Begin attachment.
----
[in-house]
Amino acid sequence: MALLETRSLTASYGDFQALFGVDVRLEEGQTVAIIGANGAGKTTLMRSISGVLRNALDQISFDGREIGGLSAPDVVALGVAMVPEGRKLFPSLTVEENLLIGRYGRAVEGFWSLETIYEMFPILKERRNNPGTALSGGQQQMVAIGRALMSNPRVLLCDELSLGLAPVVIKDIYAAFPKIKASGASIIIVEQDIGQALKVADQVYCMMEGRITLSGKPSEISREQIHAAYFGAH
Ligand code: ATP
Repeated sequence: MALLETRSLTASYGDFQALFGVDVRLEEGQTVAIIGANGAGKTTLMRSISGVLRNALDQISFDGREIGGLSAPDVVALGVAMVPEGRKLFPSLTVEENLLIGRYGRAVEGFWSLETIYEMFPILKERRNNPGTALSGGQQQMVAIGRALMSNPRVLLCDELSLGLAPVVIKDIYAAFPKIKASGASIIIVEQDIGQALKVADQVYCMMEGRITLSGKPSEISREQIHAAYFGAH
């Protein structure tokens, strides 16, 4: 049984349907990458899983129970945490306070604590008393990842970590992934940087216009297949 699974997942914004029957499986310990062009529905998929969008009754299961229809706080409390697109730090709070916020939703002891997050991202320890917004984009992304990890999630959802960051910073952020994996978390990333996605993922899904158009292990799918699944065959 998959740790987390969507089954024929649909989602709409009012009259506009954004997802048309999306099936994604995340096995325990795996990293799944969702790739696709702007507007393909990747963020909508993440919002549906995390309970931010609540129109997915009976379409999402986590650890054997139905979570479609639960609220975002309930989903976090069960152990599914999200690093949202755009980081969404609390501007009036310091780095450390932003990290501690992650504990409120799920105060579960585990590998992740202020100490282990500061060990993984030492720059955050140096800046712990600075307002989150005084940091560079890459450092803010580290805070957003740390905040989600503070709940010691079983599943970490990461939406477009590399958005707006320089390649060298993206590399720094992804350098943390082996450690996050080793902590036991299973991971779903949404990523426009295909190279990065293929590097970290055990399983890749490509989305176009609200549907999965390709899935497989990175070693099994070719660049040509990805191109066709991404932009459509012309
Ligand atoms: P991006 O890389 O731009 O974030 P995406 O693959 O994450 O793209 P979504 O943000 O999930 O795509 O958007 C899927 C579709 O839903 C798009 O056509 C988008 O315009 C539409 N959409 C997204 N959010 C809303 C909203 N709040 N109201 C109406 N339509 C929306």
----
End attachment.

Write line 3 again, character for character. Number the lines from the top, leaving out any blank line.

Ligand code: ATP